The Bush tax cuts are scheduled to expire in January. President Obama has expressed a desire to preserve the cuts for the middle class while letting tax rates for the wealthy reset to where they were during the Clinton administration. Conservative lawmakers and pundits have been fearmongering that allowing the tax cuts for the wealthy to expire will kill job creation and small businesses (despite the fact that fewer than 2 percent of small business owners will be affected). Last night on CNBC, Wall Street Journal editorial board member Stephen Moore went so far as to say that he can’t “see the sense” of allowing cuts for the rich to expire, and then advocated that taxes be raised on the poorest Americans in order to finance more tax cuts for the rich:
I just don’t see the sense of this. In fact, if I could have my ‘druthers, I’d raise the ten percent tax rate to fifteen percent and lower the [top] rates.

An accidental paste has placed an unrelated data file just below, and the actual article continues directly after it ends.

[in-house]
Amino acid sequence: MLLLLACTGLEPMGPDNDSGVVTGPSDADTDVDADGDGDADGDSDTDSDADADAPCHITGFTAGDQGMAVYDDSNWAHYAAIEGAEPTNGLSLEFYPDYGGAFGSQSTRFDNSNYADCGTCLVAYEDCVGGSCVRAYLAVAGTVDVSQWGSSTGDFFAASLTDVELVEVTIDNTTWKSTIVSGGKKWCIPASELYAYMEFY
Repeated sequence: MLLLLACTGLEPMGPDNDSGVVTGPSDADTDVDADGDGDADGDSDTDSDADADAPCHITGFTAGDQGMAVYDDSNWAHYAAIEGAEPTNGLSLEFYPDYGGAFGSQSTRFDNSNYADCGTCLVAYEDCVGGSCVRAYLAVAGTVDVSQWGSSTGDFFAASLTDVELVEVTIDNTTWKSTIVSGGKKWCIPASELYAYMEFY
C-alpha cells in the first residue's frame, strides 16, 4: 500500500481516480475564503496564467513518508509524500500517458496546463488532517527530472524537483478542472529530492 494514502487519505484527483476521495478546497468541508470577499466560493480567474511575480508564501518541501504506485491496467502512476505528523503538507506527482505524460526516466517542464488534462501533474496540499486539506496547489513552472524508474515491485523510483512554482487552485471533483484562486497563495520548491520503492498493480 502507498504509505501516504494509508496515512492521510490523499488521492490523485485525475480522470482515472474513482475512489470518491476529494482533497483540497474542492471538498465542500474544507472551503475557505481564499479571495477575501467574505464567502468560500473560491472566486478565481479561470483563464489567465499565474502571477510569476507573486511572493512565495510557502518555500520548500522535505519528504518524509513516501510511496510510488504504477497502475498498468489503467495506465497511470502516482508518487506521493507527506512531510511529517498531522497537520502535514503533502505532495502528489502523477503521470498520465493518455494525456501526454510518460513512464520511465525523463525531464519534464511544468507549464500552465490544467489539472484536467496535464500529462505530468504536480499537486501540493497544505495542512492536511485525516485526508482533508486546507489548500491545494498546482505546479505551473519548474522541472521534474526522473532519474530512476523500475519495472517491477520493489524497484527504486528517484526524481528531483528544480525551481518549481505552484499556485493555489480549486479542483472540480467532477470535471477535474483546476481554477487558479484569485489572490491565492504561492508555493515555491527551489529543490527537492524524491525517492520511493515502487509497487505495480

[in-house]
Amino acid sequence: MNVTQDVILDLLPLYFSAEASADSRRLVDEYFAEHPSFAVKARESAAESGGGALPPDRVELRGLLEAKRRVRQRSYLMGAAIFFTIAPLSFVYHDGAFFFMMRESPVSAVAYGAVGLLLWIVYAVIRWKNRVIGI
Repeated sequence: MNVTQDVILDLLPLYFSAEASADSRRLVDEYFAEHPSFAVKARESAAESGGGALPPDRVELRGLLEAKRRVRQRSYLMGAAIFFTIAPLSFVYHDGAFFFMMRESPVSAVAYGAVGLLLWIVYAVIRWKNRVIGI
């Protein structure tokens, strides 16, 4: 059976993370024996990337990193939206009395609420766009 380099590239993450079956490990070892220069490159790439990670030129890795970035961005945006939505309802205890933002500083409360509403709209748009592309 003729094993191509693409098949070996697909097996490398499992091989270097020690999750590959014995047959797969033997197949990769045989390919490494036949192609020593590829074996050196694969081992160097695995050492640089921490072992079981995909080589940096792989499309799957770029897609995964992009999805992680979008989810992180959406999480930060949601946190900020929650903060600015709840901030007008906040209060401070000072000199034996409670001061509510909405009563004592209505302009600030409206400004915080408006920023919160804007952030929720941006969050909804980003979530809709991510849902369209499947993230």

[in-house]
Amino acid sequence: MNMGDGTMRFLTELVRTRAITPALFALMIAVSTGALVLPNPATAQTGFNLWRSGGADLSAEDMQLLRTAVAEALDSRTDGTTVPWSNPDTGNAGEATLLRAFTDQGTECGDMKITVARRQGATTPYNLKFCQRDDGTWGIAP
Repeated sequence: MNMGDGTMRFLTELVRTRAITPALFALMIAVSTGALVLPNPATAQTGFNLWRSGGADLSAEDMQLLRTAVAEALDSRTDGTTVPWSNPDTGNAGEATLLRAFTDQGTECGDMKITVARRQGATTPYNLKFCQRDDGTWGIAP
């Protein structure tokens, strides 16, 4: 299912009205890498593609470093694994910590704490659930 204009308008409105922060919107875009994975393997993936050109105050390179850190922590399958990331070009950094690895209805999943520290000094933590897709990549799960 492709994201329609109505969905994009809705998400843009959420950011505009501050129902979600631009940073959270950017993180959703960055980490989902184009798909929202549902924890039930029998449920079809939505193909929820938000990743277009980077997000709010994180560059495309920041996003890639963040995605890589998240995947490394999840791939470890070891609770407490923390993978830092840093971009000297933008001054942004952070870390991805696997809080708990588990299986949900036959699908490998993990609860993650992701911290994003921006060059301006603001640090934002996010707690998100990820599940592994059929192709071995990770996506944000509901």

Adopting such a plan would only exacerbate income inequality that is already the worst it has been since the 1920’s. According to the latest data, “the gaps in after-tax income between the richest 1 percent of Americans and the middle and poorest fifths of the country more than tripled between 1979 and 2007.” The top 1 percent of families now receive nearly 25 percent of the country’s income, after earning less than 10 percent in the 1970s. This year the Bush tax cuts will give millionaires more in tax breaks than 90 percent of Americans will make in total income.